How do you treat dry rot?
Condensation occurs when the water content of air rises above a level called the ‘dew point’. At such time, water droplets will form on the coldest surfaces e.g. windows, external walls etc. On average, a family of four people will produce about two gallons of water vapour per day from activities such as cooking, bathing, breathing and the washing and drying of clothes. It is also a fact that nowadays most properties are insulated to prevent warm air from escaping. This reduction in ventilation allows the air contained within the property to reach a higher relative humidity. We recommend EnviroVent ventilation units, ranging from Extractor Fans utilising humidistats to PIV Units. More information on these can be found on their website. If you would like one of our surveyors to complete an inspection & provide a report & advice regarding condensation, this can be arranged. Please note, these visits are chargeable. Please contact our office for more information.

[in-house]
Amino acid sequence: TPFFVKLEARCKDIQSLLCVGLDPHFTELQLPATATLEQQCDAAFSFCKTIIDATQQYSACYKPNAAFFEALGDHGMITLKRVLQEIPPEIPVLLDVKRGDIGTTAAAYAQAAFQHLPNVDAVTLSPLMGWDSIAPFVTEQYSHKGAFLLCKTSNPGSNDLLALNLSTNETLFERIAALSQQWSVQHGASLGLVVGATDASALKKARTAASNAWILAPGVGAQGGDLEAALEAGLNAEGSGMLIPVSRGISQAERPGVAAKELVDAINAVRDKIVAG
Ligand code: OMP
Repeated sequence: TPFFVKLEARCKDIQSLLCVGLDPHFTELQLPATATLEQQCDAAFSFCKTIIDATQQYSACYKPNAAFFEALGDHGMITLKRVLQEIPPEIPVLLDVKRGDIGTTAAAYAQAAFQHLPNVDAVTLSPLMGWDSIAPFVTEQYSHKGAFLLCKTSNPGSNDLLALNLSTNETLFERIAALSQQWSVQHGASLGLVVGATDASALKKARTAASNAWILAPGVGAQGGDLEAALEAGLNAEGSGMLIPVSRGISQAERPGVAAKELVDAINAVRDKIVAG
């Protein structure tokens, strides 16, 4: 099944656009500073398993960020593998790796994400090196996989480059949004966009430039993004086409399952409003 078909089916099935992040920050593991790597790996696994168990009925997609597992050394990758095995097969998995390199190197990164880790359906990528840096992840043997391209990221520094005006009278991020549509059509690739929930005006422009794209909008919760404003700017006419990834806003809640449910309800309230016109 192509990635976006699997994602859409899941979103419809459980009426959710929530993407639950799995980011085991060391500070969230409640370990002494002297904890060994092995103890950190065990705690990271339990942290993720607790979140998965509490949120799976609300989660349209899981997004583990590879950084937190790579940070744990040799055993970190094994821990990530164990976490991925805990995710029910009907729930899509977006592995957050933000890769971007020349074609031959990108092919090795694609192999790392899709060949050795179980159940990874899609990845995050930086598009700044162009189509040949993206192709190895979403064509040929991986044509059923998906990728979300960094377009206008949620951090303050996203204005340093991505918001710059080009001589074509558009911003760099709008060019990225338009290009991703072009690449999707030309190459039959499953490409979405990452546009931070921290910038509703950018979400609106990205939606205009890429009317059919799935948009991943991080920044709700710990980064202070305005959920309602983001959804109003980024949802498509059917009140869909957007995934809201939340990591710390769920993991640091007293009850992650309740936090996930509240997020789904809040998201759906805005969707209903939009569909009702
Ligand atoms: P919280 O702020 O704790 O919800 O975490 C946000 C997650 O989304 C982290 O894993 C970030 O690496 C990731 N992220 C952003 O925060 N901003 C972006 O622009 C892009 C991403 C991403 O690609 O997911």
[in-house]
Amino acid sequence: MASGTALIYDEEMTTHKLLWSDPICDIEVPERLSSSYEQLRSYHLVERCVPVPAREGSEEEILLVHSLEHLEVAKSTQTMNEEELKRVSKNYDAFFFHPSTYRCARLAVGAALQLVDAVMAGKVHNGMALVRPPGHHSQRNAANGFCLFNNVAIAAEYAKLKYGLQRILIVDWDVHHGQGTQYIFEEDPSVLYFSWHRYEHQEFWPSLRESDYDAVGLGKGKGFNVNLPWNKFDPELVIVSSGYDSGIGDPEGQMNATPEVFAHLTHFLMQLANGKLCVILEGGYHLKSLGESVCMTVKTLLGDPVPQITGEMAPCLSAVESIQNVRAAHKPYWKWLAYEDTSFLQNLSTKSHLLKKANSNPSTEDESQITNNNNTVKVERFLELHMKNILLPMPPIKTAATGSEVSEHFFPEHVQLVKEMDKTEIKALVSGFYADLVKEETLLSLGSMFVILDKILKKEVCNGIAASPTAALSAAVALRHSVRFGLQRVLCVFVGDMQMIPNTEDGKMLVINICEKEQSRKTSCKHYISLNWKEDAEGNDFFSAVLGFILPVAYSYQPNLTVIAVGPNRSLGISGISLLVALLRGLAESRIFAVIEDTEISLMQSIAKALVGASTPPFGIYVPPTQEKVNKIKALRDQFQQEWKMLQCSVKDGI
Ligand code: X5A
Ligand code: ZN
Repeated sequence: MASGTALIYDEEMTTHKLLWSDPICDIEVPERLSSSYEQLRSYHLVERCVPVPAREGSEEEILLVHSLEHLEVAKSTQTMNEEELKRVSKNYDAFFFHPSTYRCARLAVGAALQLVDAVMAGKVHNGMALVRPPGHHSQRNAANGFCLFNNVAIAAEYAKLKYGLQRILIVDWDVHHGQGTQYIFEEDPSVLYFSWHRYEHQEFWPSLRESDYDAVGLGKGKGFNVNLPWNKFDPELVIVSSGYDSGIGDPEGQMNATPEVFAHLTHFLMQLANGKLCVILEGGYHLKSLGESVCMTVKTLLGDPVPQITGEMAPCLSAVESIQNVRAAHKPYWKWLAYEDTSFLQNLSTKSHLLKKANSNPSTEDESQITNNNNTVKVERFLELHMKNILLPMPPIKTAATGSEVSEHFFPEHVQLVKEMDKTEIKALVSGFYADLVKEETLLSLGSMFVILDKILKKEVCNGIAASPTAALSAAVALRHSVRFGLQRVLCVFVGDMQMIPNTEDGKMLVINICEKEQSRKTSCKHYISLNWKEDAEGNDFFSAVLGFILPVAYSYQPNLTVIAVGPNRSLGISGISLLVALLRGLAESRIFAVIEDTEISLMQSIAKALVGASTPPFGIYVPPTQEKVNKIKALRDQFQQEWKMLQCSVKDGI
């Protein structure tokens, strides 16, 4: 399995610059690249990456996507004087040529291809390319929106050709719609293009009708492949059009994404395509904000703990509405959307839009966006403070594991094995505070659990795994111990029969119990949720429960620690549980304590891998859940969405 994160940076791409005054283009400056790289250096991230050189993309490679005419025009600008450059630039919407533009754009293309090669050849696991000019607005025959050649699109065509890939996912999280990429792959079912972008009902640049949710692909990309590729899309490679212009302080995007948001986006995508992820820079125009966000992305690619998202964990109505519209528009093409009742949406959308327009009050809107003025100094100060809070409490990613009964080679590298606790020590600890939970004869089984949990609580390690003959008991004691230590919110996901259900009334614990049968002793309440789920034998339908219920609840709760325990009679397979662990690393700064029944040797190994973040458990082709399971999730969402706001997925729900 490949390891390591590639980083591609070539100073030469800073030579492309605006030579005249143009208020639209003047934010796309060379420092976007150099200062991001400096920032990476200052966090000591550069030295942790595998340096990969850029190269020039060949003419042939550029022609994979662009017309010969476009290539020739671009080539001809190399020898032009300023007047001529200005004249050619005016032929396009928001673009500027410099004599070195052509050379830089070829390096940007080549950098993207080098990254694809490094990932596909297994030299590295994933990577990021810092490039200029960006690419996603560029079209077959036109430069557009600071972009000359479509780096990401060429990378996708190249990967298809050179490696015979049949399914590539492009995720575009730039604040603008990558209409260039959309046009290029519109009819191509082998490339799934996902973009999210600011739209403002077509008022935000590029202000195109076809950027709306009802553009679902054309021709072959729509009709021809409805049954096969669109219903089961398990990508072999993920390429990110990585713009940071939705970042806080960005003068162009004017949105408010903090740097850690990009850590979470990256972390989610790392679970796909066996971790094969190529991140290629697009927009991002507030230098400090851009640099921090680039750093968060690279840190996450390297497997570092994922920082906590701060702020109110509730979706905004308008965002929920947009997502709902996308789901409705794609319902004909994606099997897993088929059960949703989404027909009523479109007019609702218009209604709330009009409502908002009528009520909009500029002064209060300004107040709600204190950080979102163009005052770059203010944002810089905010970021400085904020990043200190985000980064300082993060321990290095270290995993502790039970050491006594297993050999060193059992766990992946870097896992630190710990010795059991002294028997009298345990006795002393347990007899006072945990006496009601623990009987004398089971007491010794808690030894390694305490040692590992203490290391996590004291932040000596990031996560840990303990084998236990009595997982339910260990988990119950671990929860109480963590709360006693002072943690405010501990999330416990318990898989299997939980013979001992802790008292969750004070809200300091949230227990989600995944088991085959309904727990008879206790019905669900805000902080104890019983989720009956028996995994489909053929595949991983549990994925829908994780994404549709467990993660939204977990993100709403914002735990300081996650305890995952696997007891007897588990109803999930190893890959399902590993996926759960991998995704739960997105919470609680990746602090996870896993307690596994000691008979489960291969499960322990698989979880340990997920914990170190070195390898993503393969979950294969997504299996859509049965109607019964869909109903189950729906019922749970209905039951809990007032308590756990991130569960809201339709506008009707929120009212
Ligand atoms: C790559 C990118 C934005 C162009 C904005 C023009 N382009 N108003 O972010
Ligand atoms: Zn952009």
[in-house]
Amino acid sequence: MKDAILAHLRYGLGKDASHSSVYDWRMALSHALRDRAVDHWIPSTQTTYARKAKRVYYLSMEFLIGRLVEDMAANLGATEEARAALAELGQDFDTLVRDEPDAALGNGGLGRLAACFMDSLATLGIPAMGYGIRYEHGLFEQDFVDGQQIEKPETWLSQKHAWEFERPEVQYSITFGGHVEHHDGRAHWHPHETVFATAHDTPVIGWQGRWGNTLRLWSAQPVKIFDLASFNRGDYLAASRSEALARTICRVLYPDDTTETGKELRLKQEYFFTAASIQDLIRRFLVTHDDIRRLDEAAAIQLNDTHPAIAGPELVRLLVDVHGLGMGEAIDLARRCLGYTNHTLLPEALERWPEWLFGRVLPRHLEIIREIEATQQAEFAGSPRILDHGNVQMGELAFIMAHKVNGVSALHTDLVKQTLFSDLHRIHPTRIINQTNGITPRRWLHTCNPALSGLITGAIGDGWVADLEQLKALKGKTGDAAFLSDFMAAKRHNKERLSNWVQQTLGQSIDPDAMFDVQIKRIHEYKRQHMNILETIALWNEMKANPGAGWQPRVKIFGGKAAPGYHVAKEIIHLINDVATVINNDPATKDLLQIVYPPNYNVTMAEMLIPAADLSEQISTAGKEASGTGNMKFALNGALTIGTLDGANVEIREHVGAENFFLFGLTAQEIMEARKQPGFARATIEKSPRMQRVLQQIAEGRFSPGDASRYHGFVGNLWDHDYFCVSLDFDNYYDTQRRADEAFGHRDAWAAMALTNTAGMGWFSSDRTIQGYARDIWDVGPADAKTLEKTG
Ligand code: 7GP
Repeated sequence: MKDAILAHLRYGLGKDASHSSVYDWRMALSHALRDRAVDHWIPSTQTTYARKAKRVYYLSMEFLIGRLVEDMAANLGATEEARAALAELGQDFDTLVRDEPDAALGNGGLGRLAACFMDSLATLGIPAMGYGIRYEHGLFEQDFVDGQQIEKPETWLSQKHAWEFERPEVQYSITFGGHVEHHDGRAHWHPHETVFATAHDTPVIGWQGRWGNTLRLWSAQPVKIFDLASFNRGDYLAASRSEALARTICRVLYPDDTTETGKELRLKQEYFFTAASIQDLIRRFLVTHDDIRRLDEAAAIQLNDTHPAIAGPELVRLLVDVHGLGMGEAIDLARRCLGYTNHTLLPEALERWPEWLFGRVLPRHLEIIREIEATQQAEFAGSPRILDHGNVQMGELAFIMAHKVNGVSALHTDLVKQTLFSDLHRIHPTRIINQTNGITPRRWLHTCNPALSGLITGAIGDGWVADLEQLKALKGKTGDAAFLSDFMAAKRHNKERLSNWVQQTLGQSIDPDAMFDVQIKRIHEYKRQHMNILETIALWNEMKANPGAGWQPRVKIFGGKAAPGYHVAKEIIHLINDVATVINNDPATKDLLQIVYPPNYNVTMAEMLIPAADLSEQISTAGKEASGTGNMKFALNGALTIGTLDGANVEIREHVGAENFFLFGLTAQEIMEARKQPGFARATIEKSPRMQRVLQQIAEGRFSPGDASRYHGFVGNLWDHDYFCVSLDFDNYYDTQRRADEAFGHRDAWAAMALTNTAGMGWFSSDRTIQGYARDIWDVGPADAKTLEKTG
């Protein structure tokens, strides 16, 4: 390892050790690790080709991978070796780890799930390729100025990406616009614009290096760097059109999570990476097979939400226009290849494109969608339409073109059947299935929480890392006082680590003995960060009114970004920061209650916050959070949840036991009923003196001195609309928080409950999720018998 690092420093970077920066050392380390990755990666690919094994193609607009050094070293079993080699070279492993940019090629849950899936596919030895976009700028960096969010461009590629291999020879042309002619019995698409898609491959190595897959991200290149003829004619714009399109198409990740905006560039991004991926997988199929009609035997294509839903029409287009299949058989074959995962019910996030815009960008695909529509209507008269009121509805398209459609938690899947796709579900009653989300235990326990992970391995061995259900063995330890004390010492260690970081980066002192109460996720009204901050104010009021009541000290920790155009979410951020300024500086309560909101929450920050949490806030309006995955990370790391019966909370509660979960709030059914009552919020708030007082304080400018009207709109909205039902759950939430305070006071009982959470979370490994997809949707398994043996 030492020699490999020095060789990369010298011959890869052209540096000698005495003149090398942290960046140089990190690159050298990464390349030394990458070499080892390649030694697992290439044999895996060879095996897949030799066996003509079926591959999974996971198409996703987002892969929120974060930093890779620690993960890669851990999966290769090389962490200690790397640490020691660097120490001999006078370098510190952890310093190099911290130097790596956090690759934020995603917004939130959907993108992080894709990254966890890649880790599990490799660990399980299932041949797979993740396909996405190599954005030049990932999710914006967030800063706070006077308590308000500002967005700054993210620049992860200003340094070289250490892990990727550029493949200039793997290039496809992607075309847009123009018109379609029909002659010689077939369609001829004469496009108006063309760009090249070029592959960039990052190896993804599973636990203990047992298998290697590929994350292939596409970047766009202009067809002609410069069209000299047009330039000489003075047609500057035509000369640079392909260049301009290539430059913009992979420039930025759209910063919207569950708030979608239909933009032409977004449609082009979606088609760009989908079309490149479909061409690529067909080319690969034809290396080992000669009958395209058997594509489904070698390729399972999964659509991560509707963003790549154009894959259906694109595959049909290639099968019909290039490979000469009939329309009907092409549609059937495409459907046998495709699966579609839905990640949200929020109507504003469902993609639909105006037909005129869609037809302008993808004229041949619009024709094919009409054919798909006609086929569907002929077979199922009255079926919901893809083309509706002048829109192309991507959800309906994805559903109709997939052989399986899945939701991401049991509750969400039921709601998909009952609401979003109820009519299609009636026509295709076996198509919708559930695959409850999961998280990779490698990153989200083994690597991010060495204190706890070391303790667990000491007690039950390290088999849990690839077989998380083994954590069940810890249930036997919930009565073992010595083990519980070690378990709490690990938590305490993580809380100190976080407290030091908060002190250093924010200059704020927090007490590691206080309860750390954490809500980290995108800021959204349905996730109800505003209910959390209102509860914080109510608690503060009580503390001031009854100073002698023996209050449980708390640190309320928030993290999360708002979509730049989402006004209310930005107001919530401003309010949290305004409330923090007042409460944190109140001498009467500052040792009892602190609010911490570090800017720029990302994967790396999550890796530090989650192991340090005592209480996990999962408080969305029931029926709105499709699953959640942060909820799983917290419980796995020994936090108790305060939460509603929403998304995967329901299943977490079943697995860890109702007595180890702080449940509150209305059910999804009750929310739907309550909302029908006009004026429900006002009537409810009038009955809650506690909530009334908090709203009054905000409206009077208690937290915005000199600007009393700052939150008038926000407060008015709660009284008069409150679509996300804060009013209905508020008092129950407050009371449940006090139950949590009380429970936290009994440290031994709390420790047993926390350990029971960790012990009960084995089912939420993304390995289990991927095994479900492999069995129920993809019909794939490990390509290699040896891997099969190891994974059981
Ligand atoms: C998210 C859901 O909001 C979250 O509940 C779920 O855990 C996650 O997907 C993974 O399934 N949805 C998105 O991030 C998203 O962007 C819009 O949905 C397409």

The most common form of unwanted dampness in buildings is water from the air that forms as condensation.
The air in buildings can have a high level of relative humidity due to the activity of the occupants (e.g. cooking, drying clothes, breathing etc.). When this water-laden air comes into contact with cold surfaces such as windows and cold walls it can condense, causing water to be deposited. The point at which the water held in the air changes from vapour to liquid is known as the dew point.